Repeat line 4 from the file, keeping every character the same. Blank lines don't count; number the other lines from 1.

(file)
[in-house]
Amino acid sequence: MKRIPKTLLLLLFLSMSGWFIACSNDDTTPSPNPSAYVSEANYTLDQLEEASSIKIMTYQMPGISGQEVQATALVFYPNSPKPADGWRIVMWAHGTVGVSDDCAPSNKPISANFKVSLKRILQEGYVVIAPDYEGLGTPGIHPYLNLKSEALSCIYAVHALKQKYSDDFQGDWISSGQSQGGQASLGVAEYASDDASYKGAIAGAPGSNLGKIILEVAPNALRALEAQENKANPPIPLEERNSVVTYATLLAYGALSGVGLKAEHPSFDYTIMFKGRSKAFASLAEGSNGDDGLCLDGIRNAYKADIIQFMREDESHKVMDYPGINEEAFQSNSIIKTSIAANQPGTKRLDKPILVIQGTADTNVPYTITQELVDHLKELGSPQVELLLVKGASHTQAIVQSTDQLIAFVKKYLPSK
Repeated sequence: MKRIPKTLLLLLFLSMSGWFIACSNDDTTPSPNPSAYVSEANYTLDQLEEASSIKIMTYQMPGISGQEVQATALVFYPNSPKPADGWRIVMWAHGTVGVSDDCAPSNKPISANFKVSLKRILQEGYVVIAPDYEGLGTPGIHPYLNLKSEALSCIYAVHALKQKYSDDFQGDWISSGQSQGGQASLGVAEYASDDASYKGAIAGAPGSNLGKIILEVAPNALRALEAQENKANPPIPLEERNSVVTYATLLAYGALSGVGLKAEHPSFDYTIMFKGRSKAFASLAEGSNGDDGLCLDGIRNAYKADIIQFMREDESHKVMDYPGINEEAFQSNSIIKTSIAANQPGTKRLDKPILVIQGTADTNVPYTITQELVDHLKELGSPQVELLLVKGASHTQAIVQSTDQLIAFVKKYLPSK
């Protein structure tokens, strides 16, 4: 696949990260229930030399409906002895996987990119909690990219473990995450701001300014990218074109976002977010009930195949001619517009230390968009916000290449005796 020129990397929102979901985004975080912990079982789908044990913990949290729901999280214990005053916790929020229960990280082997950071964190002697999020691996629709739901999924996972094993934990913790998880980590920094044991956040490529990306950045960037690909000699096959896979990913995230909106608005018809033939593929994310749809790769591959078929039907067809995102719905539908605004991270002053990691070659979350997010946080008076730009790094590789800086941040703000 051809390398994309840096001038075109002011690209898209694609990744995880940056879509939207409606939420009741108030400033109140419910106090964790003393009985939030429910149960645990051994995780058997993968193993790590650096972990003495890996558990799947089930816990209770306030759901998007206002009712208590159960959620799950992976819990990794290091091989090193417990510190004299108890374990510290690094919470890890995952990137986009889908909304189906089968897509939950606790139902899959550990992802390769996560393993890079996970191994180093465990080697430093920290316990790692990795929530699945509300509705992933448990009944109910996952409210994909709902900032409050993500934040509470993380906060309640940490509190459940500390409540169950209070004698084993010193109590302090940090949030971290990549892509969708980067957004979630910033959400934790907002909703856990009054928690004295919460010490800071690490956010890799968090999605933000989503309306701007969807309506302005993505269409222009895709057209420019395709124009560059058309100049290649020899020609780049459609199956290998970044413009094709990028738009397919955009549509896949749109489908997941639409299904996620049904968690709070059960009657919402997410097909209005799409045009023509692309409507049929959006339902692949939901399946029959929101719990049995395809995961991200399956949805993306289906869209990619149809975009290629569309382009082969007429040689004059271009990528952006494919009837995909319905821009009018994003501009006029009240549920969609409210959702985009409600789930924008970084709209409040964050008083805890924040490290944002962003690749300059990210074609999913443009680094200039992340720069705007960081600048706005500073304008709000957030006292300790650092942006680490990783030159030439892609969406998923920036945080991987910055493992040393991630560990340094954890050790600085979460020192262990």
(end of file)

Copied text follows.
């Protein structure tokens, strides 16, 4: 696949990260229930030399409906002895996987990119909690990219473990995450701001300014990218074109976002977010009930195949001619517009230390968009916000290449005796 020129990397929102979901985004975080912990079982789908044990913990949290729901999280214990005053916790929020229960990280082997950071964190002697999020691996629709739901999924996972094993934990913790998880980590920094044991956040490529990306950045960037690909000699096959896979990913995230909106608005018809033939593929994310749809790769591959078929039907067809995102719905539908605004991270002053990691070659979350997010946080008076730009790094590789800086941040703000 051809390398994309840096001038075109002011690209898209694609990744995880940056879509939207409606939420009741108030400033109140419910106090964790003393009985939030429910149960645990051994995780058997993968193993790590650096972990003495890996558990799947089930816990209770306030759901998007206002009712208590159960959620799950992976819990990794290091091989090193417990510190004299108890374990510290690094919470890890995952990137986009889908909304189906089968897509939950606790139902899959550990992802390769996560393993890079996970191994180093465990080697430093920290316990790692990795929530699945509300509705992933448990009944109910996952409210994909709902900032409050993500934040509470993380906060309640940490509190459940500390409540169950209070004698084993010193109590302090940090949030971290990549892509969708980067957004979630910033959400934790907002909703856990009054928690004295919460010490800071690490956010890799968090999605933000989503309306701007969807309506302005993505269409222009895709057209420019395709124009560059058309100049290649020899020609780049459609199956290998970044413009094709990028738009397919955009549509896949749109489908997941639409299904996620049904968690709070059960009657919402997410097909209005799409045009023509692309409507049929959006339902692949939901399946029959929101719990049995395809995961991200399956949805993306289906869209990619149809975009290629569309382009082969007429040689004059271009990528952006494919009837995909319905821009009018994003501009006029009240549920969609409210959702985009409600789930924008970084709209409040964050008083805890924040490290944002962003690749300059990210074609999913443009680094200039992340720069705007960081600048706005500073304008709000957030006292300790650092942006680490990783030159030439892609969406998923920036945080991987910055493992040393991630560990340094954890050790600085979460020192262990």